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(Associated Press)

(Associated Press)

Two quarterbacks, two increasingly desperate teams

Last Modified: Sunday, November 04, 2012 8:42 PM

NEW ORLEANS (AP) — Michael Vick and Drew Brees came into the NFL the same year.

Now, they're in the same predicament: trying to bail out two increasingly desperate teams, both teetering on the edge of collapse.

Brees has essentially become a one-man show for the New Orleans Saints (2-5), who are plagued by a historically leaky defense and anemic running game, not to mention the lingering effects of a bounty scandal.

For Vick, the stakes are even higher in Monday night's game at the Superdome. He's the face of the struggling Eagles (3-4), who have lost three straight games, and facing weekly questions about his job security.

If Vick fails to shine against the Saints — who are giving up 50 yards more per game than the next-worst team — embattled Philadelphia coach Andy Reid might have little choice except to change QBs, despite giving No. 7 a strong vote of confidence.

"Things could be a lot better," Vick said. "Not only myself but everybody on this team feels like there is more that they can do to help put us in position to be satisfied with our record. In this game, you just have to keep pushing and try to keep getting better every week."

Brees is having another stellar year statistically, ranking second in the league in yards passing, but there's no room for error. When he struggled last week against the Denver Broncos, the Saints were blown out 34-14.

"I feel like we've gotten better every week with the exception of last week," Brees said. "We just did not play up to our standard, certainly with the hype going into that game, and we were all hurt by it. But it also lights a fire within all of us that we don't want that to be the lasting memory people have of our team. We're better than that, and we need to show them on Monday night."

Vick was the top overall pick by the Atlanta Falcons in 2001, the same year Brees was taken with the first pick of the second round by the San Diego Chargers. Of the 11 quarterbacks drafted that year, they are the only two still on an NFL roster.

"I feel like I've known him a long time," Brees said. "He's obviously had a lot of success in this league, both in Atlanta and in Philly."

Not so much this season.

Vick has turned it over 13 times — eight interceptions and five fumbles — and he's coming off a pedestrian performance in Philadelphia's ugly 30-17 loss to the Falcons. Right after the game, a frustrated Reid sounded like he might switch to rookie Nick Foles. Then, after thinking it over, the coach stressed that Vick remains the starter, for this week and beyond.

"Michael was the quarterback, is the quarterback and will continue to be the quarterback of the Philadelphia Eagles," Reid said. "I can't make it any more clear than that."

Then again, there's just as much speculation in Philadelphia about Reid's long-term prospects. Owner Jeffrey Lurie put the coach on notice after last season's disappointing 8-8 finish, and the challenge seemed to work when the Eagles started off with three wins in their first four games — by a total of four points. Then, the defense squandered late leads in losses to Pittsburgh and Detroit, costing coordinator Juan Castillo his job.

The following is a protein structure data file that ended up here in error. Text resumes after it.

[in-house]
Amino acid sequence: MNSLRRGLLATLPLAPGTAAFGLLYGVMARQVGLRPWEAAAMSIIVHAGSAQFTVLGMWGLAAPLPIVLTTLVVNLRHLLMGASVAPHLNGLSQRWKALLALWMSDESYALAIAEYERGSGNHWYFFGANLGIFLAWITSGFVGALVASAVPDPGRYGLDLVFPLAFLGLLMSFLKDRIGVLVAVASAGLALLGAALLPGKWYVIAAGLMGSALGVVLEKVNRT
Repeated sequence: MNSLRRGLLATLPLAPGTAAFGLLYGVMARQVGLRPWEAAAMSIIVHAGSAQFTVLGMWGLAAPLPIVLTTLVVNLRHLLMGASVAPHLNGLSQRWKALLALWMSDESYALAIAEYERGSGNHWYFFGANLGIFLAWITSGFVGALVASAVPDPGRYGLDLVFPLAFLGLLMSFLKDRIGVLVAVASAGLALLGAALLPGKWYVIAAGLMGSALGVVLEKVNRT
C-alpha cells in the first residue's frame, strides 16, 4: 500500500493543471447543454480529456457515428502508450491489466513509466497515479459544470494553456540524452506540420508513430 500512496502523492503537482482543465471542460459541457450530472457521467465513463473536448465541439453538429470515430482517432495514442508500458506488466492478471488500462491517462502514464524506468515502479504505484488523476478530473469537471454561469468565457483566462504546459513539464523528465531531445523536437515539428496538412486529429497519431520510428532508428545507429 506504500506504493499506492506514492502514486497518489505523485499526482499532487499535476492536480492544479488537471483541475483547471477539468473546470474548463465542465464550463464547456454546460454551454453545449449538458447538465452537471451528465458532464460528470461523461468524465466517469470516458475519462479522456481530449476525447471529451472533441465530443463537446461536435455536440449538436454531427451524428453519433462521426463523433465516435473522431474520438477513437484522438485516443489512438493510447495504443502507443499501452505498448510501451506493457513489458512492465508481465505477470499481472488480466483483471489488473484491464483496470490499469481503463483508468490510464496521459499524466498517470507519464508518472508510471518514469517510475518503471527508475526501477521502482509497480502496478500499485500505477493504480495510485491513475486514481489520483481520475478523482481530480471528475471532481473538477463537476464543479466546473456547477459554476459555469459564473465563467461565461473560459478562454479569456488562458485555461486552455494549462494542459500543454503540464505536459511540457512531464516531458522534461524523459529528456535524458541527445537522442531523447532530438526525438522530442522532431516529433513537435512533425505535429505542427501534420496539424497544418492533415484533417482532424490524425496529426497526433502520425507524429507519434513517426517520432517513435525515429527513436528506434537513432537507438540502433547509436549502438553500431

"It's important that I get my job going in the right direction and making sure that we win football games and that I coach to win football games," Reid said. "We're all accountable for it. We're all stand-up men and we understand our responsibilities and we've got to do better. But it starts with me."

Defense isn't the only concern. Despite a seeming abundance of playmakers, from Vick to running back LeSean McCoy to receiver DeSean Jackson, the Eagles are a dismal 28th in scoring, averaging just 17.1 points a game.

Scoring is usually not a problem for the Saints, who are sixth in the league with a 27.1-point average, but the defense has totally collapsed without coordinator Gregg Williams, who was banished by his league for his role in the alleged bounty program.

New Orleans is the first team since at least 1950 — and very likely in the history of the NFL — to surrender more than 400 yards in seven straight games. At this rate (474.7), the Saints will shatter the 31-year-old record for yards in a season, set by the Colts when they were still in Baltimore.

Just how bad is this defense? New Orleans is more than 200 yards worse than league-leading San Francisco (271.4). In fact, the Saints aren't even close to 31st-ranked Buffalo (424.1).

"If I had the answer, I would say something and everything would be solved," linebacker Scott Shanle moaned. "Everybody has a different explanation, different theories. It hasn't been what we thought it would be so far. All we can do is try to keep getting better and see what happens from here on out."

The Saints also rank last in the league in rushing (72.6 yards), and they'll have to get by this week without all-purpose stud Darren Sproles, who is sidelined with a broken hand.

Which puts even more of a burden on Brees.

"We can't look at the rest of our schedule. We can't look at our division," he said. "We can't look at anything other than how do we win this week?"

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